(Meaning: Ladysmith name of Shabalala’s rural hometown; Black a reference to oxen, the strongest of all farm animals; Mambazo Zulu word for axe, a symbol of the group’s ability to chop down any singing rival who might challenge them.)Drawing on their heritage, the group performs a traditional music called isicathamiya (is-cot-a-ME-ya), developed in the mines of South Africa and perfectly marries it to Christian gospel music for a perfect harmony, that penetrates the soul and raises the spirits.The message of the music is to "bring the gospel of loving one another all over the world," says Joseph Shabalala. "Without hearing the lyrics, this music gets into the blood because it comes from the blood. It invokes enthusiasm and excitement regardless of what you follow spiritually," Shabalala says.Originally created in the early 1960s by Shabalala, a young farmboy turned factory worker during a time of extreme oppression, the music and its message is intended to raise the spirits, no matter what is happening in life.After more than 30 years of recording, tragedy struck.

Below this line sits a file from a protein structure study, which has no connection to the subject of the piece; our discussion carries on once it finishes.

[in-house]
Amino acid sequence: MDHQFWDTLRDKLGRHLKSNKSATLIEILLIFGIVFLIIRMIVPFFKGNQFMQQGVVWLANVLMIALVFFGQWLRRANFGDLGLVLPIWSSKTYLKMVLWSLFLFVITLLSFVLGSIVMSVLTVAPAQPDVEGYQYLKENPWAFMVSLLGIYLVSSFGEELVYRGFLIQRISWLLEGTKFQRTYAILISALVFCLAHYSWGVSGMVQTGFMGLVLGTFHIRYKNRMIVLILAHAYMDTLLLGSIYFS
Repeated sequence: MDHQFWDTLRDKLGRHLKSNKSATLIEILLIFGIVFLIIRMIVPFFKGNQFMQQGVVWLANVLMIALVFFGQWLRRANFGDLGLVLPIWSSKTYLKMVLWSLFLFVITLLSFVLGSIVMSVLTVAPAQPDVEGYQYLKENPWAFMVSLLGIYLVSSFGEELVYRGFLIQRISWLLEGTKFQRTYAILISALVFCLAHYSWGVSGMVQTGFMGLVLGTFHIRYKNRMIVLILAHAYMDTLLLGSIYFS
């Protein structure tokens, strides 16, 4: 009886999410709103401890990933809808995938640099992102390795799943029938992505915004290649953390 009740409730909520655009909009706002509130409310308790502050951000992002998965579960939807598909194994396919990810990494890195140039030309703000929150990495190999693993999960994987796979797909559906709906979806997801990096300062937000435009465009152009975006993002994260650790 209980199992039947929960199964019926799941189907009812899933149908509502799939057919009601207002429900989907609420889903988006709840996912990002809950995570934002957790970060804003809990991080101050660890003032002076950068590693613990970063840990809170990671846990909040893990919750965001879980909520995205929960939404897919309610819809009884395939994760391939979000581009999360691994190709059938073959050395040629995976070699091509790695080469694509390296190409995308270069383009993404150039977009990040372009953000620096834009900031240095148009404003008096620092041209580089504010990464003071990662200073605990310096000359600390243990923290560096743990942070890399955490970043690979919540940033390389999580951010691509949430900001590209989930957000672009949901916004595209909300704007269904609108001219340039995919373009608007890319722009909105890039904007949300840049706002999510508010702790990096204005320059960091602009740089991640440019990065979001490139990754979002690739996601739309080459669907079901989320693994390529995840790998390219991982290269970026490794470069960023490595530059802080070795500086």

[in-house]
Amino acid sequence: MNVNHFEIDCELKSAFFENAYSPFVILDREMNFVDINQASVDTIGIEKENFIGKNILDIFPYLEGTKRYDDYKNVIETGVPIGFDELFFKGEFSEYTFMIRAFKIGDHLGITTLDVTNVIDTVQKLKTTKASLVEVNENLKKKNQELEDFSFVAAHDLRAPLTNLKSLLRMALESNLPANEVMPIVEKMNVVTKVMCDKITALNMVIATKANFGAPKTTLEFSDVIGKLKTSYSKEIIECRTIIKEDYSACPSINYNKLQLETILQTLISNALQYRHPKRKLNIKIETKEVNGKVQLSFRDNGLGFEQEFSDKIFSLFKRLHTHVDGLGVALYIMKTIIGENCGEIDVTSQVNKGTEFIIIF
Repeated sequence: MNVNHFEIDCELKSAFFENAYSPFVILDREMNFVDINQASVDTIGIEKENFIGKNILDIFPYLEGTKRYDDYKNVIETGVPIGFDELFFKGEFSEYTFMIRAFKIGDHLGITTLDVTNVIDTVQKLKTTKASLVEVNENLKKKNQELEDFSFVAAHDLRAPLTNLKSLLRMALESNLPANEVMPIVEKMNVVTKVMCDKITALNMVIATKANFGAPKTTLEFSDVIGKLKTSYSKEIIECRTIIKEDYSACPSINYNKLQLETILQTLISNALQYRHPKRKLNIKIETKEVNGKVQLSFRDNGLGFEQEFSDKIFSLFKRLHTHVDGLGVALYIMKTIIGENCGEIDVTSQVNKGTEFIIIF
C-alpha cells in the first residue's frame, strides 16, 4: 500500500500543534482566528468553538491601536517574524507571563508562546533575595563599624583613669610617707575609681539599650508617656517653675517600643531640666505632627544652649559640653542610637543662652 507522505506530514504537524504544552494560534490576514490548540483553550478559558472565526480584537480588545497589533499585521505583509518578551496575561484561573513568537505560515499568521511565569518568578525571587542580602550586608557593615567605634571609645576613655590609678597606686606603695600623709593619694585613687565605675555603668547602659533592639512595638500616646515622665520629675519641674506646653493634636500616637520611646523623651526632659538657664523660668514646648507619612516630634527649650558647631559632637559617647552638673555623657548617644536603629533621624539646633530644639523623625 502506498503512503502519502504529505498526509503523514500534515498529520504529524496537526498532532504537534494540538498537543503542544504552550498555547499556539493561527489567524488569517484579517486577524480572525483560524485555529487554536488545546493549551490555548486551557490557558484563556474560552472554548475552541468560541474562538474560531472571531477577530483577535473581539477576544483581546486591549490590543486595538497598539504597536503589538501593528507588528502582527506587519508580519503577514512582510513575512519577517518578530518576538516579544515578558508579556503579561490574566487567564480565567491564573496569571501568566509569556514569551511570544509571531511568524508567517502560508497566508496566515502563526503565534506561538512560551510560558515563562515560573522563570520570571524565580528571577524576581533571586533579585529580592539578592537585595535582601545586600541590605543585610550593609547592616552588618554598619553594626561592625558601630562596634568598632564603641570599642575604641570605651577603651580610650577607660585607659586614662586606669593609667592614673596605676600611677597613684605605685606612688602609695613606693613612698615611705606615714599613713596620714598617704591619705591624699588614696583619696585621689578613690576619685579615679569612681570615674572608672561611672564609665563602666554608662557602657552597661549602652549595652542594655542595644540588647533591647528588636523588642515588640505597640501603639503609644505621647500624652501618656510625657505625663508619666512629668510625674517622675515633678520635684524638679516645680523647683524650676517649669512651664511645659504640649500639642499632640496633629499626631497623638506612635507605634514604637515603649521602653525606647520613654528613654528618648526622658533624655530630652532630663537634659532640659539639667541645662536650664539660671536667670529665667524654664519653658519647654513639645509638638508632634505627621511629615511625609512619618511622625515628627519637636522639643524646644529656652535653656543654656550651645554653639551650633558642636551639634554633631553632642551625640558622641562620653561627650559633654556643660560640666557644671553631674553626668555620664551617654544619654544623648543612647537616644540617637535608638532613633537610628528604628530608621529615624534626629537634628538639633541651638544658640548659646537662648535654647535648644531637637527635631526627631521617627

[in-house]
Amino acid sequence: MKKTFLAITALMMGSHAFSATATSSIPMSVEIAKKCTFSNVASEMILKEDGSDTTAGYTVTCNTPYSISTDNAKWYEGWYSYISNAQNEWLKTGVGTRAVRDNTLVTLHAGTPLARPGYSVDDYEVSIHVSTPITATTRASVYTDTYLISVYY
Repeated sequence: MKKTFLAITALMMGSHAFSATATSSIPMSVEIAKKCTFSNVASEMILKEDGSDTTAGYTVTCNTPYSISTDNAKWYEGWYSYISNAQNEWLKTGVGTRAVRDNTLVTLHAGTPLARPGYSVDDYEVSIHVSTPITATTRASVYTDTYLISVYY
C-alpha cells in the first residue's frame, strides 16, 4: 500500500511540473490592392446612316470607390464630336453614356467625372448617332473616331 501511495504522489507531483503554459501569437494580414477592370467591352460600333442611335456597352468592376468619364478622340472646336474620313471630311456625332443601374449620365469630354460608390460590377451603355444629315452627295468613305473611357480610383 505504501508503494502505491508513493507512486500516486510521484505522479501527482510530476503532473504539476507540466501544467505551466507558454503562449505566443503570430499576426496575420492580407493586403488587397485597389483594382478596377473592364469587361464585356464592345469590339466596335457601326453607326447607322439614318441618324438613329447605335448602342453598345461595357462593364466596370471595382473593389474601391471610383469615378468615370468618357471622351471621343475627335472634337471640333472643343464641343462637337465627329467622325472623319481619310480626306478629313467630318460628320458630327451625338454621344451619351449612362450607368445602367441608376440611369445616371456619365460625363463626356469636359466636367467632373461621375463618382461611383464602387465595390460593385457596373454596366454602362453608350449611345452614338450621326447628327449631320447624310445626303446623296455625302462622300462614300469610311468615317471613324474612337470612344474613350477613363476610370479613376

In 2002, Joseph’s wife, Nellie was murdered by a masked gunman outside their church in South Africa.Track 13 on this spiritual journey is a Tribute to Nellie, composed by her teenage grandsons.Shabalala offers a message of hope for better times for all the world.In 1987, Ladysmith won a Grammy for Best Traditional Folk Album for Shaka Zulu, produced by Paul Simon. The group has won six more Grammy nominations.Ladysmith has recorded with Stevie Wonder, Dolly Parton, the Wynans, George Clinton. Their work includes an appearance in Michael Jackson’s Moonwalker video, Eddie Murphy’s Coming To America and James Earl Jones’ Cry the Beloved Country. They have also been featured in a documentary titled On Tip Toe: Gentle Steps to Freedom, which was nominated for an Academy Award.Keeping in the tradition of successful works chosen by Heads Up productions, this CD is a welcome addition to the HEADS UP AFRICA series.